The eco-mission of the church in a critical time

Resources for Study and Conversation

The following resources will help provide foundational knowledge and perspectives to help church leaders and congregations build capacity and muscle to take effective and faithful and impactful Climate Action.  

  • The Intergovernmental Panel on Climate Change. A one-stop shop for the science on climate change. Note especially the non-technical reports for policy-makers and the public. View the most recent Synthesis Report. 
  • Global Weirding. Christian Canadian climate scientist Katharine Hayhoe produces non-technical videos addressing common questions around the science of climate change, solutions for climate change, and how people of faith can think about these things. 
  • Confession of Faith in a Mennonite Perspective. Our denominational confession of faith, including a key statement on “Christian Stewardship” which calls for care of creation.  
  • A joint statement on climate change. The first ever joint statement by the leaders of the Eastern Orthodox Church, the Roman Catholic Church, and the Anglican Communion, together representing the vast majority of Christians in the world. 
  • Laudato Si. An encyclical letter from Pope Francis, “On Care for Our Common Home,” incorporating ideas paralleled in Anabaptist theology and ethics. 
  • Living More with Less, by Dorothy Janzen Longacre.  Simple living comes from an Anabaptist understanding of what it means to follow Jesus faithfully, paying attention to his teachings on wealth and possessions and trust in God, and following in his way of simplicity. Simple living requires a re-orientation in how we think about wealth and privilege, and it calls us live in generosity, hospitality, hopefulness, and joy. 
  • Faithful Climate Conversation and Action Discernment Guidesthese resources from For the Love of Creation can help any group begin building climate action capacity by opening the conversation about climate in a way that starts with personal experiences and helps move the group to motivated action.  
  • Every Creature Singing. The Canadian edition of a resource produced by Mennonite Creation Care Network, this is a study guide for small-group discussion on the biblical/theological basis for creation care, pursuing climate justice and peace, and developing a sustainable lifestyle. 
  • God’s Green Church. Produced by MC Canada’s Sustainability Leadership Group in partnership with King’s University College, this is a guide for congregations looking to develop a “green committee” to guide the church toward environmental sustainability. 
  • International Institute for Sustainable Development is an award-winning independent think tank working to create a world where people and the planet thrive.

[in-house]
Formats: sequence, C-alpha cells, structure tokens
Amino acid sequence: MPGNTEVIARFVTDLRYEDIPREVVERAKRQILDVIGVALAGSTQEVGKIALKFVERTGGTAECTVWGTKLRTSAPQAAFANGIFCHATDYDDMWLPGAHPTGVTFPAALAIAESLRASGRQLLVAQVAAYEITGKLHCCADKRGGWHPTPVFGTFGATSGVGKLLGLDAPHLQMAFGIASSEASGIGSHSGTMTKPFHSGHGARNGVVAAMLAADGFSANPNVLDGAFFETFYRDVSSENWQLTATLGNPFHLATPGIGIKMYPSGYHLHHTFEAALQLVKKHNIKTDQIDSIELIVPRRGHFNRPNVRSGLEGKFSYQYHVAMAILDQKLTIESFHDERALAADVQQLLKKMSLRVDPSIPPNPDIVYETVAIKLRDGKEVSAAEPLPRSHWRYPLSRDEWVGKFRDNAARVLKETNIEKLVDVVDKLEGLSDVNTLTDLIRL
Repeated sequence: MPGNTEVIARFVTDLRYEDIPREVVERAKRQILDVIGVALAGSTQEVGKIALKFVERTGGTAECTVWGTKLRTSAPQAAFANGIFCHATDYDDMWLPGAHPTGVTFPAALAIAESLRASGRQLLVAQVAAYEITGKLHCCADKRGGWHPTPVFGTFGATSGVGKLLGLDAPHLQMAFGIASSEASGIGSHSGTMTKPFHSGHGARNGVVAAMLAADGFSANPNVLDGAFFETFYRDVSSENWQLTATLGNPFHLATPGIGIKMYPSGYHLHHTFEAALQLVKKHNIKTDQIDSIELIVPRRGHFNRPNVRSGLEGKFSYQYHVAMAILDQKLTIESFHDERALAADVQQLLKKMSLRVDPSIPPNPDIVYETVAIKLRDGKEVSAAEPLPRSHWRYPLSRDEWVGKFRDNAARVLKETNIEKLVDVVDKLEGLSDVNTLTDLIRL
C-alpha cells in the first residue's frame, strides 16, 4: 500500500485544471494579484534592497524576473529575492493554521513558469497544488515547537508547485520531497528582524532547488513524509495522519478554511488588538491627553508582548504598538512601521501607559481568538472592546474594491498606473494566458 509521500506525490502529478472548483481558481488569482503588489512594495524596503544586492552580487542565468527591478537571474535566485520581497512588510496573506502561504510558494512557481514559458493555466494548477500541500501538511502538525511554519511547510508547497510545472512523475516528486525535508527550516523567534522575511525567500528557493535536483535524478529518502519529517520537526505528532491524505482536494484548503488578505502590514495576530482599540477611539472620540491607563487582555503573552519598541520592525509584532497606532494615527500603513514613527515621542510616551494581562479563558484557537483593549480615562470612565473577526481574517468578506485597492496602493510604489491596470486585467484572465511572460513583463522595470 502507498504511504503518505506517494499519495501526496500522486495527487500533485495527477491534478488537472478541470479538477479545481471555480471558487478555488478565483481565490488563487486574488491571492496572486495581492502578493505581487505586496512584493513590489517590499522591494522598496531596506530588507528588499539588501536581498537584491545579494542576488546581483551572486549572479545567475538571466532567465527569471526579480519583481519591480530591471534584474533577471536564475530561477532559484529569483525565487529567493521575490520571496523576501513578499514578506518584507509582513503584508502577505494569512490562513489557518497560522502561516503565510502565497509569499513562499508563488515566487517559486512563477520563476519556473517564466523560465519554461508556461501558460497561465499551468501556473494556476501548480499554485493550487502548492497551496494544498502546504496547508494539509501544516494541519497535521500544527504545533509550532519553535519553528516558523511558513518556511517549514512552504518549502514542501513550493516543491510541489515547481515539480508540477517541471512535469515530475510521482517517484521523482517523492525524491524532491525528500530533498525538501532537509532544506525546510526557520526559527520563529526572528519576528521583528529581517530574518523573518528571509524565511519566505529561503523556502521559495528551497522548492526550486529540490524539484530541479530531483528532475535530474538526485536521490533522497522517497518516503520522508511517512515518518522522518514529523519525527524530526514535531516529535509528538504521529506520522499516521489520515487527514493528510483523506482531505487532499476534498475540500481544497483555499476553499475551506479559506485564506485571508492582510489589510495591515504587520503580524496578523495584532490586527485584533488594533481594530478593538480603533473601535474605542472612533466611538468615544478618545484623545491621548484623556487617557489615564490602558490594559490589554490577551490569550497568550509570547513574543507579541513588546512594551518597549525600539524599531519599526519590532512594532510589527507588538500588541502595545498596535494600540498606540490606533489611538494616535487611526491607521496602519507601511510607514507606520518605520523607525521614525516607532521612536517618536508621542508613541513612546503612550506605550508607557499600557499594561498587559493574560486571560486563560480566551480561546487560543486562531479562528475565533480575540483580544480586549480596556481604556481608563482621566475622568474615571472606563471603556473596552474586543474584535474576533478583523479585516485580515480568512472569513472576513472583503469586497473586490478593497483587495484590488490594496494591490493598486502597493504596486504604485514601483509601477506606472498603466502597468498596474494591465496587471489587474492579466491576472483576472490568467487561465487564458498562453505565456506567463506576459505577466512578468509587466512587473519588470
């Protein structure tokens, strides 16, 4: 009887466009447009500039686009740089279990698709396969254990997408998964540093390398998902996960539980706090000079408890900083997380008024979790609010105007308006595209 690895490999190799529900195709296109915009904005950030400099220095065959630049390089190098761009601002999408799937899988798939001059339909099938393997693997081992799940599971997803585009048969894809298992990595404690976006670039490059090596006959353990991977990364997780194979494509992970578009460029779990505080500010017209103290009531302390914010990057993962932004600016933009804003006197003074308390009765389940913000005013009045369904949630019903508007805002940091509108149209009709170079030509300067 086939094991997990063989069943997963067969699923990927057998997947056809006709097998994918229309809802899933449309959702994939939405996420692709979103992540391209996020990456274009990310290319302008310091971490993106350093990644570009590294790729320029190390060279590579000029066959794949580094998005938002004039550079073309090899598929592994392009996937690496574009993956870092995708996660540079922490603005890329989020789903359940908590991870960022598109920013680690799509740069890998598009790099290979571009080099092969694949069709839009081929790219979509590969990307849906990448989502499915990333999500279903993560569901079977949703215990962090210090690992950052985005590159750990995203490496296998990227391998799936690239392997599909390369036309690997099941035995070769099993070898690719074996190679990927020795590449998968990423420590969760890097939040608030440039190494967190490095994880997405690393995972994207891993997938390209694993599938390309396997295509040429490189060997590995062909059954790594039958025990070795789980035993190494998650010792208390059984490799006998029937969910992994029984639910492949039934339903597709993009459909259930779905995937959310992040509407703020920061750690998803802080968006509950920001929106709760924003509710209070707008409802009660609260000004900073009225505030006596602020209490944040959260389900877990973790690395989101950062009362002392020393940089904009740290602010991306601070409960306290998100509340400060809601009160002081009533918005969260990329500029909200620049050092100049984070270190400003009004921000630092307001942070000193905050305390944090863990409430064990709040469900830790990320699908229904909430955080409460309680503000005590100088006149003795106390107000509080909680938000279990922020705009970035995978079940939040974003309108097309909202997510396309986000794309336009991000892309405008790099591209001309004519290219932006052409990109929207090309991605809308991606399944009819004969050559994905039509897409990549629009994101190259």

• Project Drawdown advances “effective, science-based climate solutions and strategies; fostering bold, new climate leadership; and promoting new climate narratives and new voices.”  
  • Canada’s Sustainable Jobs Plan outlines the Federal Government’s 2023-25 plan to develop 'sustainable jobs' which are compatible with Canada's path to a net-zero emissions and climate resilient future. 
  • A Good War. This book by Seth Klein was the focus of a 2021 MC Canada study group sponsored by the SLG. Klein explores what needs to happen in Canadian political, economic, and social structures for us to respond effectively to climate change. 
  • Faith Climate Justice Waterloo Region. An initiative started by MCEC congregations and a great example of what faith communities working together for local municipal action can look like. 

See also:

Why get involved in climate action? A guide for climate action discernment. 

A Call to Action for Mennonite Church Canada

We call on all members, congregations, and regional churches of our Mennonite Church Canada family to join together in this eco-mission. We must act, we must act together, and we must act urgently. We encourage all to explore what we can do (as individuals, congregations, and regions) to:

  • reduce fossil fuel use 
  • reduce consumption of disposables and support local resourcing of goods and services,
  • walk in solidarity with Indigenous people and other land and water defenders,  
  • attend to those most vulnerable to the effects of climate change,  
  • call on governments and energy corporations to act for a just transition to green energy 

Click here for help on understanding why the church must act on Climate Action

Content on this page is modified from Taking Action On Climate: The Eco Mission of the Church which was prepared by the Executive Ministers of Mennonite Church Canada and its five regional churches—Mennonite Churches British Columbia, Alberta, Saskatchewan, Manitoba, and Eastern Canada—after consultation with the Joint Council of Mennonite Church Canada. We are grateful to members of our MC Canada family who have prompted us toward these initiatives.